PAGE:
Google DeepMind has announced its second collaboration with the NHS, this time the company will use 1m anonymised eye scans to train a neural network to identify early signs of degenerative eye conditions. Additionally, anonymous related related information about eye condition and disease management will also be used. This collaboration with Moorfields Eye Hospital in east London will result in the production of a machine learning system which will be able to recognize sight-threatening conditions only just from a digital scan of the eye.
There’s so much at stake, particularly with diabetic retinopathy. If you have diabetes you’re 25 times more likely to go blind. If we can detect this, and get in there as early as possible, then 98% of the most severe visual loss might be prevented
Collaboration between both organisations came about thanks to the effort of an unsolicited request from Pearse Keane, a doctor at Moorfields. Keane, a consultant ophthalmologist, reached out to Google subsidiary via its website to discuss the need to better analyse scans of the eye; “I’d been reading about deep learning and the success that technology had had in image recognition,” Keane said when he came across the company’s article concerning it’s first public success about DeepMind training a machine to play Atari games.
I had the brainwave that deep learning could be really good at looking at the images of the eye. Optical Coherence Tomography is my area, and we have the largest depository of OCT images in the world. Within a couple of days I got in touch with Mustafa, and he replied.
Earlier on, DeepMind’s previous collaboration with the NHS had led to controversy, because they were accused of not having the proper authority to share the records of patients who would be involved in the trial. But since the Moorfields collaboration involves anonymised information, privacy issues wont be much of a problem.
As said earlier, the information shared amounts to about 1m anonymous digital eye scans, along with anonymous information about eye condition and disease management.
“This means it’s not possible to identify any individual patients from the scans. They’re also historic scans, meaning that while the results of our research may be used to improve future care, they won’t affect the care any patient receives today. The data used in this research is not personally identifiable. When research is working with such data, which is anonymous with no way for researchers to identify individual patients, explicit consent from patients for their data to be used in this way is not required.”
According to head of Moorfields’ ophthalmology research centre, Prof Peng Tee Khaw, the key to the collaboration was the huge increase in the volume of incredibly precise retinal scans available.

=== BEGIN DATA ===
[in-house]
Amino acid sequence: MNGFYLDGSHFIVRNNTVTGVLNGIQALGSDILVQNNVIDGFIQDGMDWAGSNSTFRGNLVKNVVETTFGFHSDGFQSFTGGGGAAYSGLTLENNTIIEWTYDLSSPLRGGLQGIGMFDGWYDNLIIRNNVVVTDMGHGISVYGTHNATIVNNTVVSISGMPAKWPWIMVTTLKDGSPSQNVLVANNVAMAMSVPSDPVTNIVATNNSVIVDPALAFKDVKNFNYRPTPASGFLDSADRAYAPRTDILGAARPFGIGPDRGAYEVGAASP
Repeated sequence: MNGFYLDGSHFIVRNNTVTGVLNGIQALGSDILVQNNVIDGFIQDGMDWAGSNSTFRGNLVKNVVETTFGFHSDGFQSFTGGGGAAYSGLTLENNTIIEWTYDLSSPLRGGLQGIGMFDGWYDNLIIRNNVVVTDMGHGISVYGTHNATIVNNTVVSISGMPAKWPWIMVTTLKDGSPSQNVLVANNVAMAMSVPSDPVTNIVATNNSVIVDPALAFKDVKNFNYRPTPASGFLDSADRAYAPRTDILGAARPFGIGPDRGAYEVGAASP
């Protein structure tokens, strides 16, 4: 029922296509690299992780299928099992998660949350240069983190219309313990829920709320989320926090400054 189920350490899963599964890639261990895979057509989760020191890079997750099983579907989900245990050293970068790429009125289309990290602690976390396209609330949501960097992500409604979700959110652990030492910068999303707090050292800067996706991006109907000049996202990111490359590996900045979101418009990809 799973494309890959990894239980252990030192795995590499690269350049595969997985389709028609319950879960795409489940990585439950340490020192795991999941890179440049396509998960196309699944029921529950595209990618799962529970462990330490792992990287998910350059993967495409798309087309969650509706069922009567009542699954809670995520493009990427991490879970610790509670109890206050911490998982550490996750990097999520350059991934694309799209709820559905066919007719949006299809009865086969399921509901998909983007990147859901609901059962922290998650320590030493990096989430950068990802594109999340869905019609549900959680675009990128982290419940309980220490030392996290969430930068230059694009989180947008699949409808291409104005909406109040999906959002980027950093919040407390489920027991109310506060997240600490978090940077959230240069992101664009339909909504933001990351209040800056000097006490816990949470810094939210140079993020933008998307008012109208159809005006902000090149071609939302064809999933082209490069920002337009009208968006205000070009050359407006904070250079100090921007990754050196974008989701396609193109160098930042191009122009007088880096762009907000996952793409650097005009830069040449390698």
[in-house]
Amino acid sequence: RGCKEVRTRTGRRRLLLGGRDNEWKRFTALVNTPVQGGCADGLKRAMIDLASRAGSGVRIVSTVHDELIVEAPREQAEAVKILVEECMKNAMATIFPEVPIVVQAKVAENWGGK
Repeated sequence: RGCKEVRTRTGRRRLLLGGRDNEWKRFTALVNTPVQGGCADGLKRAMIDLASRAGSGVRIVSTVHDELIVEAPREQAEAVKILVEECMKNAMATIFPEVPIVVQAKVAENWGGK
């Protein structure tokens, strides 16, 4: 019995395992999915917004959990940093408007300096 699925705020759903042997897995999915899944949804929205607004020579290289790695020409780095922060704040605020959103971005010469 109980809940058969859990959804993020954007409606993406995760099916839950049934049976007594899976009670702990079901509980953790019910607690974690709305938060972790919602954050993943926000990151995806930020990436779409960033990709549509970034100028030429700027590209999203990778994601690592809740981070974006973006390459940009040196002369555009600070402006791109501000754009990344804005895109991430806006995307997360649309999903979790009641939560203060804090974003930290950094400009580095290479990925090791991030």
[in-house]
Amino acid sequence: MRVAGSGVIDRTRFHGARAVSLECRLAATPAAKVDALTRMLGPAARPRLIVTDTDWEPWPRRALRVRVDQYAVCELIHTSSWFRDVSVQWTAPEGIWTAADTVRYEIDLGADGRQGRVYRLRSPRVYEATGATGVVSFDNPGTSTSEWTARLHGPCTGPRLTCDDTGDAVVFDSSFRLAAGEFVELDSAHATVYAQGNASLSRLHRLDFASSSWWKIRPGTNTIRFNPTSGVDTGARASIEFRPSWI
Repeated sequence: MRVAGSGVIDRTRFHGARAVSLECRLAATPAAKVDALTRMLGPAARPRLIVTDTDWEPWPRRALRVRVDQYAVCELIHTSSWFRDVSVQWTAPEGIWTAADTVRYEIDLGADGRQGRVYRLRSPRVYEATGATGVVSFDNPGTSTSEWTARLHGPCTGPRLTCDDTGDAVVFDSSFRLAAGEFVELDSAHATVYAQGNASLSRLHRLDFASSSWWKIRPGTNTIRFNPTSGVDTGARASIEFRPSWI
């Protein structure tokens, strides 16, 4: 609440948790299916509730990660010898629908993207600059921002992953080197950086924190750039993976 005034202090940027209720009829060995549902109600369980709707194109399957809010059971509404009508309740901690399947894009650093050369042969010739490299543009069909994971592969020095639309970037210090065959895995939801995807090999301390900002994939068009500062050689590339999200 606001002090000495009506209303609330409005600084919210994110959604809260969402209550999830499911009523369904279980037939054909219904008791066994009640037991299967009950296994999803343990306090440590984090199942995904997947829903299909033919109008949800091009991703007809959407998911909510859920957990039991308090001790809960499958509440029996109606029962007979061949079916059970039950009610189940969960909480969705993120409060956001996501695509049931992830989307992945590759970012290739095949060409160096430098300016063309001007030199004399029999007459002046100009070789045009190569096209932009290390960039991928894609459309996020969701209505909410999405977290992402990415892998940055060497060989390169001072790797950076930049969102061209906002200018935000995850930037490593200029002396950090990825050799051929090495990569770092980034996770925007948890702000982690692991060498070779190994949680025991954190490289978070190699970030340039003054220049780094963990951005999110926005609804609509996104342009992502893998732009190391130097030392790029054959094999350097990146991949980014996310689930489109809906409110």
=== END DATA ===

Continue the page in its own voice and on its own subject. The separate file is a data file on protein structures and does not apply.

These scans are incredibly detailed, more detailed than any other scan of the body we do: we can see at the cellular level. But the problem for us is handling this amount of data.
“It takes me my whole life experience to follow one patient’s history. And yet patients rely on my experience to predict their future. If we could use machine assisted deep learning, we could be so much better at doing this, because then I could have the experience of 10,000 lifetimes.”
Earlier ongoing collaboration with the Royal Free hospital in north London, is focused on direct patient care, using a smartphone app called Streams to monitor kidney function of patients, this is the first time Google is embarking purely on medical research. Also, the Moorfields collaboration is the first time DeepMind has used machine learning in a healthcare project.
Training a neural network to do the assessment of eye scans could vastly increase both the speed and accuracy of diagnosis, this will save the sight of thousands. DeepMind researchers will use data gotten from anonymous eye scans to train an algorithm to better spot the early signs of eye conditions such as wet age-related macular degeneration and diabetic retinopathy.
Google DeepMind is a British artificial intelligence company founded in September 2010 as DeepMind Technologies. It was renamed when it was acquired by Google in 2014. The company has created a neural network that learns how to play video gamesin a fashion similar to that of humans, as well as a Neural Turing Machine, or a neural network that may be able to access an external memory like a conventional Turing machine, resulting in a computer that mimics the short-term memory of the human brain. The company made headlines in 2016 after its AlphaGo program beat a human professional Go player for the first time.
Blindness is the inability to see. The leading causes of chronic blindness include cataract, glaucoma, age-related macular degeneration, corneal opacities, diabetic retinopathy, trachoma, and eye conditions in children (e.g. caused by vitamin A deficiency).